Athletes are gross by nature. Wrestlers are famous for their cachectic frames and ringworm
scattered over their bodies. High school, college, and professional locker rooms are all
breeding grounds for antibiotic-resistant bacteria like MRSA. Then there is always jock itch and
athlete’s foot. Triathletes and endurance athletes of all types definitely rank high on the "vulgar
habits" spectrum. While running the Philadelphia Marathon this was all I could think of for 26.2
miles (or according to my watch, 27 miles). What is it that makes us lack inhibition? Why do we
have no shame?
A nurse by profession, bodily fluids never really disturbed me. I have smelled bodies rotting
in the intensive care unit for weeks, dead limbs, bloody stool, and have visited the morgue on
more than one occasion. But I vividly remember the porta potties at my first half IronmanTM:
nothing compared to the stench coming out of those suckers at 6am. At first smell, there was
no way I was going in those things. I literally could have vomited. Imagine the smell of London
in the 1400s with its common use of the chamber pot, and multiple it by at least 1000; that was
what was coming from the aisles of porta potties lined up along beautiful Lake Winnipesaukee.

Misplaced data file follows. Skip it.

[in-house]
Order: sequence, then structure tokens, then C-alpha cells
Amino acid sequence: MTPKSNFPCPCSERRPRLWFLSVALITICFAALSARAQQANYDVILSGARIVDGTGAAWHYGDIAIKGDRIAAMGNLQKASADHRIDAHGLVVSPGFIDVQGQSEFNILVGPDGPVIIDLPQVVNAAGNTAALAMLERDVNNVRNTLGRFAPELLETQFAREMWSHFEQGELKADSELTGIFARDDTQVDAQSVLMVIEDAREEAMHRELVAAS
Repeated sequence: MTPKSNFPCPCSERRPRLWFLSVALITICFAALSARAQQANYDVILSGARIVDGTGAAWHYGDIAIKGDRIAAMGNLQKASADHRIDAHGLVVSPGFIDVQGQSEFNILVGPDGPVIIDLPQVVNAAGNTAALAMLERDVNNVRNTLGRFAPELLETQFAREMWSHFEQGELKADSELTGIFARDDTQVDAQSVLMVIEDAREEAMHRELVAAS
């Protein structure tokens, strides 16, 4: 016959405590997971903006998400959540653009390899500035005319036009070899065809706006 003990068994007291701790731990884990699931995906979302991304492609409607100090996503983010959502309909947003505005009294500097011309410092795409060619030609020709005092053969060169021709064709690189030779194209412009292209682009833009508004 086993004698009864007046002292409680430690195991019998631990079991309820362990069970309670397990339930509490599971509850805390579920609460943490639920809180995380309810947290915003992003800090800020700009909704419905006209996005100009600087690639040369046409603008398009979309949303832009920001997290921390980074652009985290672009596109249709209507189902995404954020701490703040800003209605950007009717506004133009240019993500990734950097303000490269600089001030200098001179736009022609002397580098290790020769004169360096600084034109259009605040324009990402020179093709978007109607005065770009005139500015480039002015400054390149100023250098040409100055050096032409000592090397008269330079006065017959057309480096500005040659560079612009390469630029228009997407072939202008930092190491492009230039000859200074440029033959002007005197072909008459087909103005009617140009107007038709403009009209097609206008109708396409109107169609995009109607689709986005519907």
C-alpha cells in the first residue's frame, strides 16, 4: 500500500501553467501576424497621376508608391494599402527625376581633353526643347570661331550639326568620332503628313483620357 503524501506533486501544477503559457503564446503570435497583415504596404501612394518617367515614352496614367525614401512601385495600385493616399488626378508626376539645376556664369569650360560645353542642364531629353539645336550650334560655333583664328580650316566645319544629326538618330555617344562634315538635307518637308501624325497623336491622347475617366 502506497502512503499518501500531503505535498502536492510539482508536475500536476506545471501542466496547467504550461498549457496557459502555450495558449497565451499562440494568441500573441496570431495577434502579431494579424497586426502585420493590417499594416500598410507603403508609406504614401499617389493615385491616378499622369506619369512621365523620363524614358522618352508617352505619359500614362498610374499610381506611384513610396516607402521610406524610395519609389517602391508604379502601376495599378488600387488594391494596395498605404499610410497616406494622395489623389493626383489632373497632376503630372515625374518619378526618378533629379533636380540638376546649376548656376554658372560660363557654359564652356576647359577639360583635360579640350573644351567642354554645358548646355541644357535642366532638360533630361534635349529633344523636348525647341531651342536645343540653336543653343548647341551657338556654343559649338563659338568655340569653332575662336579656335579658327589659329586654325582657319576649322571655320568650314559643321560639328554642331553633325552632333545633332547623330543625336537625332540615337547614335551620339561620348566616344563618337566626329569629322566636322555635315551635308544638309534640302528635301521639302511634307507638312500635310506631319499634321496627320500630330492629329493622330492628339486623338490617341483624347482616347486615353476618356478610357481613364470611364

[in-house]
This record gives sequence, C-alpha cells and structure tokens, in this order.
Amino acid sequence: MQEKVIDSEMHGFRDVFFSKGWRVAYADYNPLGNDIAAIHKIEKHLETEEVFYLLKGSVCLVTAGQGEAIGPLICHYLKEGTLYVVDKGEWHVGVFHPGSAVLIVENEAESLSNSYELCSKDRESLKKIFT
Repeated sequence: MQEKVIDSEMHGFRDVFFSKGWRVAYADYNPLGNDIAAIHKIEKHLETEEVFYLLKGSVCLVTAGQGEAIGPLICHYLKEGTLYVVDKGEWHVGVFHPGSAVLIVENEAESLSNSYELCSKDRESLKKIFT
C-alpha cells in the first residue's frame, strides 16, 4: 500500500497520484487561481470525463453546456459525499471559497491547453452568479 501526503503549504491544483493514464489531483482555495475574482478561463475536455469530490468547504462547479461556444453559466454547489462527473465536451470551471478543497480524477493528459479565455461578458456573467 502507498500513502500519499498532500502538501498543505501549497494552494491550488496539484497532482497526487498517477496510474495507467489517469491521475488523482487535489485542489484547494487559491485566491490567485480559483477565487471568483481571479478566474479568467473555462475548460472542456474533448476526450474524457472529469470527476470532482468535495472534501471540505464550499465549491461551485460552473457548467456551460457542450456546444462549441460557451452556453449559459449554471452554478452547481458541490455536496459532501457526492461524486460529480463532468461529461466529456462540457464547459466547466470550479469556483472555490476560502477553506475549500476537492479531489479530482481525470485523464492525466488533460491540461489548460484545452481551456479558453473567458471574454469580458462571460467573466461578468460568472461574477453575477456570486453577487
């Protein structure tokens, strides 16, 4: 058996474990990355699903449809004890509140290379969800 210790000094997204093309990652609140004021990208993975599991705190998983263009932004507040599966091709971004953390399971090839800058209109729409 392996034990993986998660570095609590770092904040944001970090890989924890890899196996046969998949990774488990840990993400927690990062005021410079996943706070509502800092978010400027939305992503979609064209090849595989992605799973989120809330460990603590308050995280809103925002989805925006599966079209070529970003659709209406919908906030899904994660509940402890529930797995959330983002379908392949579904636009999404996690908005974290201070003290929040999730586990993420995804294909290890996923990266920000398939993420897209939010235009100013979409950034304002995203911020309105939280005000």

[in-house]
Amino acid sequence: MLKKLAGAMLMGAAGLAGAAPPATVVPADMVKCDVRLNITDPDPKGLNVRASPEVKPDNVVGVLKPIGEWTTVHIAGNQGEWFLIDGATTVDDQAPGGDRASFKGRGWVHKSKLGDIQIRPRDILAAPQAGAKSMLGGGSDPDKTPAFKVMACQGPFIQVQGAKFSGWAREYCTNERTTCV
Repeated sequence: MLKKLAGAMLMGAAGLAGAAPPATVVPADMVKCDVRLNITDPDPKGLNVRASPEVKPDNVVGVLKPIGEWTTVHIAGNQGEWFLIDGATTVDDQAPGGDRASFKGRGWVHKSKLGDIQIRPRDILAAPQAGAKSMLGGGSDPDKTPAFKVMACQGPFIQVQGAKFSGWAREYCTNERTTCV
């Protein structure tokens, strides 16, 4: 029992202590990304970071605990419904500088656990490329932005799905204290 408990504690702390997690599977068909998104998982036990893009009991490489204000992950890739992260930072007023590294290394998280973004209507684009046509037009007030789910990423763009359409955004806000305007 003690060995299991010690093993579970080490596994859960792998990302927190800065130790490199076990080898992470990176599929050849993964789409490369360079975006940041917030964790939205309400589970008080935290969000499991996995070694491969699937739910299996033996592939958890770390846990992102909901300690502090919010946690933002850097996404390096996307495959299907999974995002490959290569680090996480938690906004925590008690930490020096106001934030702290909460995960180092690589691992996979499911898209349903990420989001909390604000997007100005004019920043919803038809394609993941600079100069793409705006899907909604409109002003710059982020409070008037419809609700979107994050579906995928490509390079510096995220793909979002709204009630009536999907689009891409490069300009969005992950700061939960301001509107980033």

I opted to warm up by peeing in the lake and holding my morning BM, which I learned at mile 6
of the run was not the best choice. Since then I have overcome my fear of the stink and make it
a habit to hit those babies up like everyone else.
I have heard my friends describe some crazy gross sh** that they have done just to finish a
race or even a training session. The stories that come with some of these races would blow the
average person’s mind. When completing Miami 70.3 last year, my friend was determined to
finish, even if it was 900 with 100% humidity. Upon entering a porta potty on the run he nearly
fainted. It was covered in sh** from wall to wall. He went in, vomited all over himself, had a
healthy BM, then continued to run with vomit and sh** all over him.
Stopping for me, even to pee in transition, is never an option. During Lake Placid IronmanTM,
I learned the wonderful trick of peeing on the bike. I am not going to lie--I was probably only
able to do this because it was pouring rain and I knew I would only half smell like piss for the
next 8 hours. Triathletes love this skill that most people would find utterly foul. I was recently
describing this sought-after talent to a friend of mine when I noticed a look of absolute horror on
her face...I giggled.
I love endurance athletes, but we really are disgusting people. Athletes by nature are crude, or
they learn to be so very quickly. I tend to run diagonally behind my friend and at least 3 times
during a run he blows "snot rockets" in my direction. This does not phase me in the least. I have
become accustomed to yelling “again!” at him, since I have a hard time keeping my mouth shut.
There is no doubt about it--we have no shame. I guess we are all in the same boat: we are
or become shameless at some point in our triathlon career. We are all aware of the toll the
endurance race takes on our intestinal and urinary tracts, and know that 140.6 miles is a long
way to go carrying the extra baggage. None of us see anything wrong with dropping our shorts
and taking a sh** in the middle of the woods, if it means getting to the finish line quicker.